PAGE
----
Have you ever been to Pittsburgh
Do you think you’d wanna go?
Have you ever been to Pittsburgh
(It’s in Pennsylvania)
Do you think you’d wanna go?
Well – if you wanna go to Pittsburgh
Get on the bus and go!

“Loudon however”, he added, “also wrote the more affectionate Ode To Pittsburgh” and this time it could be found YouTube. A nice little film to accompany the song that gives us a bit of a flavour of what it might be like to live there. Not heard it myself before, but I find myself strangely smitten.

But as ever, music and film go hand in hand for me, and three movies immediately came to mind for this Pennsylvania post. The tunes from them are by no means all favourites, but they do for me, sum up the state. As tends to happen at award ceremonies, I will announce the results in reverse order:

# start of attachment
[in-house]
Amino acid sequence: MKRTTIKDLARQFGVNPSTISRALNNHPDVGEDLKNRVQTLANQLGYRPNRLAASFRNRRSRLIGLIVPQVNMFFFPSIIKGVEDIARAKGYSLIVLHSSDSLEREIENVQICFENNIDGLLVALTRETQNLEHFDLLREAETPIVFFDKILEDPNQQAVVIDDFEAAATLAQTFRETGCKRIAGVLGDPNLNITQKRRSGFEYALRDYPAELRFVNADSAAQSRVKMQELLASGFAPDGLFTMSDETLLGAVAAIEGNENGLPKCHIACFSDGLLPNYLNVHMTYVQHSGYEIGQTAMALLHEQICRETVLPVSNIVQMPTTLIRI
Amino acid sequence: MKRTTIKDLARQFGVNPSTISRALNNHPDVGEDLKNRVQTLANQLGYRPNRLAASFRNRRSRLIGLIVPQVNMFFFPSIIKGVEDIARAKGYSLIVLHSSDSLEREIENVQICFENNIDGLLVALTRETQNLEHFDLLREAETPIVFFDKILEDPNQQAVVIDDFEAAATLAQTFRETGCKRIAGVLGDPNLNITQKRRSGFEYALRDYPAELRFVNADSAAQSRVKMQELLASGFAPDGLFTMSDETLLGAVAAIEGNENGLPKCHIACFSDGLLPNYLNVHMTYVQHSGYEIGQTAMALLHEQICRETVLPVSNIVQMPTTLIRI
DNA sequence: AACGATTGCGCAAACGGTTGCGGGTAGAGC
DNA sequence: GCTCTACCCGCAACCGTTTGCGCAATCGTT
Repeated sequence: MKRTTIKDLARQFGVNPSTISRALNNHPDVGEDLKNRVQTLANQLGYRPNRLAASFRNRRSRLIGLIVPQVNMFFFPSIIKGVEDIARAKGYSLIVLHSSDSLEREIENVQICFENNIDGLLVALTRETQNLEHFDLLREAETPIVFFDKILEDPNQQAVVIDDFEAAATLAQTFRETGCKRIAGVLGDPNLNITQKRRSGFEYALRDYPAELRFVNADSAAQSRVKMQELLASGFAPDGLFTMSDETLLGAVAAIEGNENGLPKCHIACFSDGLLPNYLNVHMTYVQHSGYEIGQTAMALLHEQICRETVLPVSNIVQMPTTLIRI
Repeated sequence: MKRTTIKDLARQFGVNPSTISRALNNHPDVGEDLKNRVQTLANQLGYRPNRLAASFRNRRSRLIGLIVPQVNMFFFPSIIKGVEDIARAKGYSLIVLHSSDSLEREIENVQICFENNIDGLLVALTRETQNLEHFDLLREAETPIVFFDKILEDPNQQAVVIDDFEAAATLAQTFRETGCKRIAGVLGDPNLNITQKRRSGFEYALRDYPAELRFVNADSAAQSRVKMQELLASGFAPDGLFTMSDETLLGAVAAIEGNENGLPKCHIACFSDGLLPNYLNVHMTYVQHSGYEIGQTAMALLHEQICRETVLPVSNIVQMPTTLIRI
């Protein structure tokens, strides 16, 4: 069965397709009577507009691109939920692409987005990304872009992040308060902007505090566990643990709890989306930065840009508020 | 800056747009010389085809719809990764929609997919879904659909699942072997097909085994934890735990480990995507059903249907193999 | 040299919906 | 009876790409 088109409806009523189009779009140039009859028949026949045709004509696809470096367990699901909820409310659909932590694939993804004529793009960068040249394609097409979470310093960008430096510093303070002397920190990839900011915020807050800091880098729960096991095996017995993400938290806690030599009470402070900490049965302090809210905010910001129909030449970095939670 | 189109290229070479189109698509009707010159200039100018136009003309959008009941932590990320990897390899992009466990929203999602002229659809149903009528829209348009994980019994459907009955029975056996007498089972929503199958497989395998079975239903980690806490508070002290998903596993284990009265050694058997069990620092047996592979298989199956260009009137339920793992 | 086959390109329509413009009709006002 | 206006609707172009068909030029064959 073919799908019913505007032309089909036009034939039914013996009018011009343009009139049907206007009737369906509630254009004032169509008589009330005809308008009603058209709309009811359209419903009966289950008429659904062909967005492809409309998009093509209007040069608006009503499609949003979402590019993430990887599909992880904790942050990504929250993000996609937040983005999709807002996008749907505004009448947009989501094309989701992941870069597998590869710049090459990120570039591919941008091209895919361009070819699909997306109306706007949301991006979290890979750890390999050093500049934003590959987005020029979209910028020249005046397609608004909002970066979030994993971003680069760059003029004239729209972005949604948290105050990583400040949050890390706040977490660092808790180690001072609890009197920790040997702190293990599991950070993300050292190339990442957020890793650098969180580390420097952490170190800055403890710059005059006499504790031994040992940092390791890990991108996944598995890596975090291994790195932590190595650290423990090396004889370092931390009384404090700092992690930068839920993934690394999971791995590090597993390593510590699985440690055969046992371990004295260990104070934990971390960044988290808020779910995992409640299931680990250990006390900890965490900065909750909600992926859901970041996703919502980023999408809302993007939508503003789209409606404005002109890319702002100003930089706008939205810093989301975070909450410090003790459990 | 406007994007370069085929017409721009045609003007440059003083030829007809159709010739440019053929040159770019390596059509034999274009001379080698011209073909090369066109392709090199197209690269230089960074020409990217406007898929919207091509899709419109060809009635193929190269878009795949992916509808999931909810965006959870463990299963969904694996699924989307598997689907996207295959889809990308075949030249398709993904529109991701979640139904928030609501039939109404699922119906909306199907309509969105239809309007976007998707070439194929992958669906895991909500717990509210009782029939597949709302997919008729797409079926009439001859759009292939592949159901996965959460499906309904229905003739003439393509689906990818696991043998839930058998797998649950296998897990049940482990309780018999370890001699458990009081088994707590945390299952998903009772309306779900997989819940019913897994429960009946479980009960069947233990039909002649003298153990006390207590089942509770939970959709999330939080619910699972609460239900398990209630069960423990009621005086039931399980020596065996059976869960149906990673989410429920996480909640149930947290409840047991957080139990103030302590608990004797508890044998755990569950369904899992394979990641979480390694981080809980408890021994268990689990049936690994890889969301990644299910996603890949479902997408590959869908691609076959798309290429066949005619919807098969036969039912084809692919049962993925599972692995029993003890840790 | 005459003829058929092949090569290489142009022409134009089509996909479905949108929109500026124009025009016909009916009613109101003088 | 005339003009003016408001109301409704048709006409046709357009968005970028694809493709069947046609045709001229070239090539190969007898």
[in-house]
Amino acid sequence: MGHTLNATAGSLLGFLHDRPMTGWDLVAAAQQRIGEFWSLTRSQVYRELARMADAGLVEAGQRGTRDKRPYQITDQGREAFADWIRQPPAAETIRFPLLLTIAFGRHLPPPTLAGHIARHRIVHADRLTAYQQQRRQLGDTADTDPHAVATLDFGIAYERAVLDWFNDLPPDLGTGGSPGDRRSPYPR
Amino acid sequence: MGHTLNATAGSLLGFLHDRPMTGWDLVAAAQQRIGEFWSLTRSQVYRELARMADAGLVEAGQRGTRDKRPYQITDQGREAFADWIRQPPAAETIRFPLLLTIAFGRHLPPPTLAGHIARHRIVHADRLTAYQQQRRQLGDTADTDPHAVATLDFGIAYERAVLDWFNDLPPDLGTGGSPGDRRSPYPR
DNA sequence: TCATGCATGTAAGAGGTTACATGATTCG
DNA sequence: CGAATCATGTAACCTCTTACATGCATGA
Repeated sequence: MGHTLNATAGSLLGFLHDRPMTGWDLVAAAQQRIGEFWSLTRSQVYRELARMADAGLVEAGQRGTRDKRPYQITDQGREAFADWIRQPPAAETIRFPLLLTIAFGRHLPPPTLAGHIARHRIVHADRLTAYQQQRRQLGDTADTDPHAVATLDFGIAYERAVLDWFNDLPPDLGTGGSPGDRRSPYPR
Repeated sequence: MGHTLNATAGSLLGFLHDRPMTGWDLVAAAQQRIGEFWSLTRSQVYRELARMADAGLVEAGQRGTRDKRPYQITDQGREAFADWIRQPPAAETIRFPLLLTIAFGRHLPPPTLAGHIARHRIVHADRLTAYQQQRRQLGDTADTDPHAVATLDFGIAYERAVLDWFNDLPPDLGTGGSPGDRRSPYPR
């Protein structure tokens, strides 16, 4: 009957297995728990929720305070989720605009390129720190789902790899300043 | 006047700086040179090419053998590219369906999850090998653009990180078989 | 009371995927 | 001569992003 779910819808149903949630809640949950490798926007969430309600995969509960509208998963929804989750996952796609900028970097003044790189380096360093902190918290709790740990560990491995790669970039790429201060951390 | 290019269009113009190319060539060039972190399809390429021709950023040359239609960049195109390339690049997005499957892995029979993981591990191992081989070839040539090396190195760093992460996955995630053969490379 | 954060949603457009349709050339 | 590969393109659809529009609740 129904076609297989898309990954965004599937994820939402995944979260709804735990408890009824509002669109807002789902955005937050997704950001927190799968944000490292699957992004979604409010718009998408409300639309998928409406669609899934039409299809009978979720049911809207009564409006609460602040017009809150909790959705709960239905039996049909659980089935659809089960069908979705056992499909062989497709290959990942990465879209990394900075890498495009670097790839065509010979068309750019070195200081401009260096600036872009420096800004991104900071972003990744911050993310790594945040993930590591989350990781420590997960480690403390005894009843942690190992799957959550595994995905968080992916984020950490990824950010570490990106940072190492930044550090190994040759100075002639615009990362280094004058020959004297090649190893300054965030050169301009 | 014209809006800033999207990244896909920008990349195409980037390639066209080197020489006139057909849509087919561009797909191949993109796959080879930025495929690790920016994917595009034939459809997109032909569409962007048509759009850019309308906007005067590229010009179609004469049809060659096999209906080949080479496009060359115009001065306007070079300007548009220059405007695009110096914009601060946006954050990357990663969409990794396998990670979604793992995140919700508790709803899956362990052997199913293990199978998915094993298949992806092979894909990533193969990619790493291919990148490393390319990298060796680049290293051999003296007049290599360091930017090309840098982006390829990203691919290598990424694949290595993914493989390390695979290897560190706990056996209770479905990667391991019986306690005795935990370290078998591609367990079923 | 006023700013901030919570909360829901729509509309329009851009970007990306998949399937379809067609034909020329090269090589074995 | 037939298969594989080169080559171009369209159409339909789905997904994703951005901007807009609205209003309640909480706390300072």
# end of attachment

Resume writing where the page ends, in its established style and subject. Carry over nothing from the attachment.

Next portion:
First of all, when I saw that the next state we would be entering was Pennsylvania, I was immediately reminded of the film The Deer Hunter as the main characters in that epic Vietnam war drama were steelworkers from Clairton, Pennsylvania, a small working class town south of Pittsburgh. The images of that grim steel town have obviously stayed with me but also the scenes in the mountains where that trio of friends, played by Robert De Niro, Christopher Walken and John Savage, spend much of their time deer hunting. I didn’t see the film when it first came out in 1979, but I do remember that the piece of music called Cavatina (popularly known as “Theme from The Deer Hunter”) received much radio airplay at the time and reached No. 13 in the UK Singles Chart. It was performed by classical guitarist John Williams whom I have just discovered is not the same John Williams responsible for writing the film scores for ET and Jurassic Park. Obvious now, but the same name and from a long time ago.